But life is short and we’re in the middle of the ocean and here’s this beautiful new jib — hey, wait a minute! It’s just a jib. We can fly it without the stupid camber spar, I told Jack. But he was still inconsolable so I set about figuring how to attach the self-tending sheet thingy when another idea hit me. A shackle could replace the part I lost! I said this to Jack, who immediately rejected the idea but set about unearthing our shackle inventory anyway, God bless him.

He came up with four. One was clearly too large, two were a bit too long to keep the end of the spar against the forestay, but the fourth, now that one might work! We checked it out and sure enough, it was the perfect length, but the opening was a millimeter or two too small. Jack test fitted it over and over. It was a tight squeeze, and we have to do this while hanging over the bow. But at this point it’s our best option, so we go for it. And Jack got out a more serious persuader. “Frank taught me this,” he said, as he wielded a big wrench. Jack’s dad Frank taught him everything he knows about tools, mostly that bigger is better.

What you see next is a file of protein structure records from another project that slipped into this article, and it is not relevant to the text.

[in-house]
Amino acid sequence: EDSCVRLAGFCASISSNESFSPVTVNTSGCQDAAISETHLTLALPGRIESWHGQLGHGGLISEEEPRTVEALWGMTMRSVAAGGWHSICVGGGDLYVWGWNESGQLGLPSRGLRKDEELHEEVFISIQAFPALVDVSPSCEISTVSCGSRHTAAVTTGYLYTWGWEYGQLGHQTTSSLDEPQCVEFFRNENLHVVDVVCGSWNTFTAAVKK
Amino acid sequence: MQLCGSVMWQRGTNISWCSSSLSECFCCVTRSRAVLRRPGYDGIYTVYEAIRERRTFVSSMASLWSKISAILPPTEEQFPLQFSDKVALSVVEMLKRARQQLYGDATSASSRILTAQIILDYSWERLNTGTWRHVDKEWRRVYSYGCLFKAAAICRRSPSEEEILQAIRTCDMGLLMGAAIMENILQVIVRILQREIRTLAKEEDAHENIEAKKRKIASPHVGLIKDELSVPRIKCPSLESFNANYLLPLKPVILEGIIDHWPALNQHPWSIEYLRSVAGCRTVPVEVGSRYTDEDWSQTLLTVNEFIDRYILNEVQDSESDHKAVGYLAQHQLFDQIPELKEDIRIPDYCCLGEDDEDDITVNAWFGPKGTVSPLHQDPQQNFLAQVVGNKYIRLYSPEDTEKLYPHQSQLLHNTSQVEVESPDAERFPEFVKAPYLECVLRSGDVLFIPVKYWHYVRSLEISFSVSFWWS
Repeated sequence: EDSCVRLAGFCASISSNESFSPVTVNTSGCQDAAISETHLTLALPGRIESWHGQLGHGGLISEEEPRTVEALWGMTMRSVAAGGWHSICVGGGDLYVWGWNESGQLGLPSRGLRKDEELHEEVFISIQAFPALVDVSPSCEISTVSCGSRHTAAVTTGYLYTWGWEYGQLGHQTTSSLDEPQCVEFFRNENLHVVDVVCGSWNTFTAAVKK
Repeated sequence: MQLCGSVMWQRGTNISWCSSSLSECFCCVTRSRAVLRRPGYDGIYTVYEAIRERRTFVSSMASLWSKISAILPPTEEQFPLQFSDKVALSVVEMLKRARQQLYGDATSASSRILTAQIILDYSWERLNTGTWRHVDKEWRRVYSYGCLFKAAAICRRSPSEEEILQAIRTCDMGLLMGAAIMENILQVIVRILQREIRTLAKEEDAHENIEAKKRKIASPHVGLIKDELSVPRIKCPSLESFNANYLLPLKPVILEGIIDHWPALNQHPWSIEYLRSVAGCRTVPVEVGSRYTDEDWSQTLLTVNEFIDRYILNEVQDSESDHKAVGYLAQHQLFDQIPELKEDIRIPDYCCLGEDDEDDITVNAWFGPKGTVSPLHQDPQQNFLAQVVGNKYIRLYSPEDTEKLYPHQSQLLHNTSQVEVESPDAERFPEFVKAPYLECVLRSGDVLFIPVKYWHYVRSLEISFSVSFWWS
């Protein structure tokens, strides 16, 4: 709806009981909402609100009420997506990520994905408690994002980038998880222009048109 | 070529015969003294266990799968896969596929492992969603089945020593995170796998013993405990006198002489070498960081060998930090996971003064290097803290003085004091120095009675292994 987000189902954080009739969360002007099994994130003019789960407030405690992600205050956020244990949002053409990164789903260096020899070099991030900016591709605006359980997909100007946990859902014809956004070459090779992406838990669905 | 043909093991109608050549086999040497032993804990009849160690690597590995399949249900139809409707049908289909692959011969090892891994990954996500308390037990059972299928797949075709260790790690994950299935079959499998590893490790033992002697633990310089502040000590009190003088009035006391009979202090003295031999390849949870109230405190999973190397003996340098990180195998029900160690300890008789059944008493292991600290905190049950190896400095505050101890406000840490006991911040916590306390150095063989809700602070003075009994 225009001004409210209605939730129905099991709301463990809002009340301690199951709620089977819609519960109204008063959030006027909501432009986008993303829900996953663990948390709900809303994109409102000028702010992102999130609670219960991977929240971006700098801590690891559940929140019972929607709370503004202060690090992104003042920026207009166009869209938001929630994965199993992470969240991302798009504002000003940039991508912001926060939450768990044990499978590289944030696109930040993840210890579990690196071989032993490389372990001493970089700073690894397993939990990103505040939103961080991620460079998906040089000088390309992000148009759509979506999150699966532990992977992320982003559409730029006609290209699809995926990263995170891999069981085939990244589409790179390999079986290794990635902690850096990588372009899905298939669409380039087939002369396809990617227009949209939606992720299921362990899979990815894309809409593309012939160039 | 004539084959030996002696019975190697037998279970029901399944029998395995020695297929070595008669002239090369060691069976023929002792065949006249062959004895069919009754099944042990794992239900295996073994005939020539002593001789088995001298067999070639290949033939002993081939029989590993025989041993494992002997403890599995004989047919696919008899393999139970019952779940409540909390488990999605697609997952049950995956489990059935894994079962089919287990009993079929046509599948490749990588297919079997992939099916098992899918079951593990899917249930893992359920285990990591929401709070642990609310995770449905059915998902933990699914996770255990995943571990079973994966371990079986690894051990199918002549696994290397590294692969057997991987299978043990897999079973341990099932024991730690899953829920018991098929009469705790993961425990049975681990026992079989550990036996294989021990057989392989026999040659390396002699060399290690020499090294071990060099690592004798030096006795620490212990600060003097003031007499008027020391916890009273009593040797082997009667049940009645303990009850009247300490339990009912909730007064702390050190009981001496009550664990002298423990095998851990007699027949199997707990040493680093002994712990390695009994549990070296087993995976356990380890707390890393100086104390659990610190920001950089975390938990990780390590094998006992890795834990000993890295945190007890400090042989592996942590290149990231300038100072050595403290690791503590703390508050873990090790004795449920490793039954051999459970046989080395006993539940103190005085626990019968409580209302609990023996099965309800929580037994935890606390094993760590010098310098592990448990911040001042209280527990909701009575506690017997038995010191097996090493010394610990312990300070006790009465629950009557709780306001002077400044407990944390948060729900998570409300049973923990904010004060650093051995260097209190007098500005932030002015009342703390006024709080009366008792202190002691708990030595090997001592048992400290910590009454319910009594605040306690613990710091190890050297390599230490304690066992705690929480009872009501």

Duly armed, we got into our precarious positions on the bow and wrestled and wrangled and pounded and cursed until the shackle submitted and was bolted around the forestay to the spar. Success! We hanked on the rest of the sail and installed the battens. By this time we were exhausted.


“That was step one,” I said. Jack looked up in shock.

“We still have to figure out the lazy jacks.” These are lines that cradle the sail when we drop it so it doesn’t fall all over the deck, or worse, overboard in high winds. We discovered that our new sail is lacking certain crucial attachment points for the lazy jacks so we just had to wing it. Same with the downhaul, the line that helps us pull down the sail.

And then the moment of truth. We attached the halyard and raised her up. Woo-hoo! Nothing beats a nice new sail, and even with a jury-rigged spar attachment, she looks great. Three hours had gone by. Every toolbox and bin on the boat was strewn about but we had our great make-it-work moment. We spent some time straightening up, then looked at the chart and the wind.

Little wind, still on the nose. That nice new sail isn’t getting us anywhere.